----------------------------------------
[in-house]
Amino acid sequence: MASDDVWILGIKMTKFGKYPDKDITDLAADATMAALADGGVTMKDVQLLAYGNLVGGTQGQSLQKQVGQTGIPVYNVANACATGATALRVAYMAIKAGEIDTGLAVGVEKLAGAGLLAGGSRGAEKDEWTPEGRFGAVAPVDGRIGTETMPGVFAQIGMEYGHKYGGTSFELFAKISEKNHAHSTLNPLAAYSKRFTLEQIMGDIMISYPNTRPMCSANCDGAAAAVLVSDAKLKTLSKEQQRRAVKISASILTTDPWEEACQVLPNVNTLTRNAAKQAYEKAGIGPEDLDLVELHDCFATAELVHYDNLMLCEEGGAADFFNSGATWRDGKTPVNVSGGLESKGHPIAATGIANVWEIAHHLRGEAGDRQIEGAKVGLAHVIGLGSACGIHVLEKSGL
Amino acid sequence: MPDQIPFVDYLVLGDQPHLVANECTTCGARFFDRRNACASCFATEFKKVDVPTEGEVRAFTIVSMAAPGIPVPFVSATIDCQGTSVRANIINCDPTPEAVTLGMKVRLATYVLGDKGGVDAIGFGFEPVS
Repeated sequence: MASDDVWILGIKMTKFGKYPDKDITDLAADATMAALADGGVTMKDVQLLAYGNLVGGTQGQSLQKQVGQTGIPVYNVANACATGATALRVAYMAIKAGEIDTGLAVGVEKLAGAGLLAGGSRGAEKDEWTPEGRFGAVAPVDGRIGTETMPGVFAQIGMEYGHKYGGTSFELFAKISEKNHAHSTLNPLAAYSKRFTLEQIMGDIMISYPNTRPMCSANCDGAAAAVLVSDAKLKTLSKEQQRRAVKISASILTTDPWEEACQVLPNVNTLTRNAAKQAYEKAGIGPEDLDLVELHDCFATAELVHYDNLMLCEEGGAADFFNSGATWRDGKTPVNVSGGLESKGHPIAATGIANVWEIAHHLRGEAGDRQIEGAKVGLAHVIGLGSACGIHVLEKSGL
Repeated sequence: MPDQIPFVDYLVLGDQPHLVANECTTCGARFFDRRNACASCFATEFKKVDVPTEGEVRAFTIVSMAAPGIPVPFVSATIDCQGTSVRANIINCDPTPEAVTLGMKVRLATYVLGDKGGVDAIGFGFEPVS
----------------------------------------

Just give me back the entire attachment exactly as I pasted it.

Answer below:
[in-house]
Amino acid sequence: MASDDVWILGIKMTKFGKYPDKDITDLAADATMAALADGGVTMKDVQLLAYGNLVGGTQGQSLQKQVGQTGIPVYNVANACATGATALRVAYMAIKAGEIDTGLAVGVEKLAGAGLLAGGSRGAEKDEWTPEGRFGAVAPVDGRIGTETMPGVFAQIGMEYGHKYGGTSFELFAKISEKNHAHSTLNPLAAYSKRFTLEQIMGDIMISYPNTRPMCSANCDGAAAAVLVSDAKLKTLSKEQQRRAVKISASILTTDPWEEACQVLPNVNTLTRNAAKQAYEKAGIGPEDLDLVELHDCFATAELVHYDNLMLCEEGGAADFFNSGATWRDGKTPVNVSGGLESKGHPIAATGIANVWEIAHHLRGEAGDRQIEGAKVGLAHVIGLGSACGIHVLEKSGL
Amino acid sequence: MPDQIPFVDYLVLGDQPHLVANECTTCGARFFDRRNACASCFATEFKKVDVPTEGEVRAFTIVSMAAPGIPVPFVSATIDCQGTSVRANIINCDPTPEAVTLGMKVRLATYVLGDKGGVDAIGFGFEPVS
Repeated sequence: MASDDVWILGIKMTKFGKYPDKDITDLAADATMAALADGGVTMKDVQLLAYGNLVGGTQGQSLQKQVGQTGIPVYNVANACATGATALRVAYMAIKAGEIDTGLAVGVEKLAGAGLLAGGSRGAEKDEWTPEGRFGAVAPVDGRIGTETMPGVFAQIGMEYGHKYGGTSFELFAKISEKNHAHSTLNPLAAYSKRFTLEQIMGDIMISYPNTRPMCSANCDGAAAAVLVSDAKLKTLSKEQQRRAVKISASILTTDPWEEACQVLPNVNTLTRNAAKQAYEKAGIGPEDLDLVELHDCFATAELVHYDNLMLCEEGGAADFFNSGATWRDGKTPVNVSGGLESKGHPIAATGIANVWEIAHHLRGEAGDRQIEGAKVGLAHVIGLGSACGIHVLEKSGL
Repeated sequence: MPDQIPFVDYLVLGDQPHLVANECTTCGARFFDRRNACASCFATEFKKVDVPTEGEVRAFTIVSMAAPGIPVPFVSATIDCQGTSVRANIINCDPTPEAVTLGMKVRLATYVLGDKGGVDAIGFGFEPVS